Da'as Hedyot posted something today which really hit home for me.
It's an issue that I touched on in a previous post, but he really said it far better than I did. Specifically, he talks about how his Yeshiva nearly drove him away from frumkeit. I hit home for me, because mine nearly did the same to me, and many of the issues that he touches upon in his post reflect what happened to me as well.
I find it interesting that it was the Yeshiva itself - the one thing that is supposed to help ensure that we grow up being Shomrei Torah U'Mitzovs - that nearly did us in. It wasn't (at least it wasn't for me) girls, drugs, television, violence, gangs or any of the other "outside influences" that one might expect to drag young men away from a frum lifestyle. It was the Yeshiva itself - simply because I wasn't their ideal student.
That leads us to the question - what is the role and purpose of the Yeshiva in the frum community? It is to produce talmidei chachamim and G'dolei Yisroel? Or is it to teach our children how to learn and how to perform the Mitzvos? And need the two goals be exclusive? In my yeshiva, that seemed to be the case. If one wasn't on the "star track," then one was given the impression that they weren't a good Jew. If you weren't going to learn full-time, then you were just a waste of effort on the Yeshiva's part.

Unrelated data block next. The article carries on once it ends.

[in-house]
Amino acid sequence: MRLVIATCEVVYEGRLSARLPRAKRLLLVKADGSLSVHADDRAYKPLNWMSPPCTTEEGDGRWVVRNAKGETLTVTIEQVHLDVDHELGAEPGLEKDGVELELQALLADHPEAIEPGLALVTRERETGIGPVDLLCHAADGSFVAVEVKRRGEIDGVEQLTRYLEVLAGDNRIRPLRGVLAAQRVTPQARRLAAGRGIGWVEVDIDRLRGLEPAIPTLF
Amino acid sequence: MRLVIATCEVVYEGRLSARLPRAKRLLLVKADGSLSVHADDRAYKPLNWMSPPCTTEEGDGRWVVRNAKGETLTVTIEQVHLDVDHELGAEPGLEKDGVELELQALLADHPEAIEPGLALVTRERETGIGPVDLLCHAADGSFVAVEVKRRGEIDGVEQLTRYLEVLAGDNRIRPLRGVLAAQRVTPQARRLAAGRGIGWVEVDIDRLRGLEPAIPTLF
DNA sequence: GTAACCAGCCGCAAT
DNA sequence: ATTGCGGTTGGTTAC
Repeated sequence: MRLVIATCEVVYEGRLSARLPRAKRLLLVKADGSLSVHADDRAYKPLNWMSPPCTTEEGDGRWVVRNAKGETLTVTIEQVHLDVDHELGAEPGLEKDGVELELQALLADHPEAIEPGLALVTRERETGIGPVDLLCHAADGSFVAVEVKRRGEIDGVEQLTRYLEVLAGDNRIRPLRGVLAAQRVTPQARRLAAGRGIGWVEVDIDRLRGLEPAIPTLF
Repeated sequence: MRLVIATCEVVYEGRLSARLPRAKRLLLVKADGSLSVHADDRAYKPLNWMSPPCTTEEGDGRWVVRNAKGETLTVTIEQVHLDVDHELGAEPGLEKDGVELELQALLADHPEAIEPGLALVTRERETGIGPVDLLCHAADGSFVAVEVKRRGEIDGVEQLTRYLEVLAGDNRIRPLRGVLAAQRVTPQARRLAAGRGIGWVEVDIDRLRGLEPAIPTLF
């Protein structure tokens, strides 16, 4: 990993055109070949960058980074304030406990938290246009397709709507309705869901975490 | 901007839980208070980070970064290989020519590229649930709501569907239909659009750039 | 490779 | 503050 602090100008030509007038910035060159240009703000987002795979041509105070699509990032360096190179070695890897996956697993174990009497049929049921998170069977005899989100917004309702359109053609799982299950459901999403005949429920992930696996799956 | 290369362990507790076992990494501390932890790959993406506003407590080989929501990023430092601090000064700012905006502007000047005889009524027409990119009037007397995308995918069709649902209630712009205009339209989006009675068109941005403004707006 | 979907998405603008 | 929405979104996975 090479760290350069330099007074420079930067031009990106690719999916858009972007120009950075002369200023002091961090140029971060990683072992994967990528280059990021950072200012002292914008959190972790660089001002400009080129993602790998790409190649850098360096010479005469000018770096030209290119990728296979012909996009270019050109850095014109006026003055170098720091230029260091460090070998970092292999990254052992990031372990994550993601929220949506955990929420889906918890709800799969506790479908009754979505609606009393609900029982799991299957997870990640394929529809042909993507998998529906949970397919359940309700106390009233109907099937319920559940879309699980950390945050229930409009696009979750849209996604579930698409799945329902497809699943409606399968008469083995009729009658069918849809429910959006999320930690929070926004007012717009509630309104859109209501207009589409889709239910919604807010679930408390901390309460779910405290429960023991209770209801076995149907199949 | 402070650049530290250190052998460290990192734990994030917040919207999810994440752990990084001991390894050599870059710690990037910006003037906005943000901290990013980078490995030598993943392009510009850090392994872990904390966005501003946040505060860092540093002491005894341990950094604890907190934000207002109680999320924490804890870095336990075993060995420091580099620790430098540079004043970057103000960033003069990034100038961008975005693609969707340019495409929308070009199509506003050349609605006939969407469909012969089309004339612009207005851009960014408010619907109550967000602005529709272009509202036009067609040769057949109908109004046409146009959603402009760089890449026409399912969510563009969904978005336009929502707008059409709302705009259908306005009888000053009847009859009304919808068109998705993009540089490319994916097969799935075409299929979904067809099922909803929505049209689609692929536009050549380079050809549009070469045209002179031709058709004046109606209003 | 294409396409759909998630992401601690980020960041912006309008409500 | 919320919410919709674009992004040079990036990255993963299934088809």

But we have to face reality - not everyone is willing to, or is suited to, full-time learning. There are those of us who are going to grow up to try to be Shomrei Torah U'Mitzvos, but not talmeidi chachamim. We'll go through life doing as well as we can, trying to do better, but just as average people. But the Yeshiva world (at least the one I went to - and by judging the comments on my earlier post on the matter, others as well), we seem to be destined to be "written off." It seems that the Yeshivos are focusing on the "stars" at the expense of everyone else - and it's just plain wrong. The parents of the "stars" don't pay any more tuition than the rest of us. I certainly agree that if a child shows an aptitude in learning and a willingness to continue in it, he should be encouraged to do so and further challanged to do so. But the yeshivas have to be willing to put an effort into the others and not stigmatize them for not being true to themselves.
Good post, Da'as Hedyot. I thank you.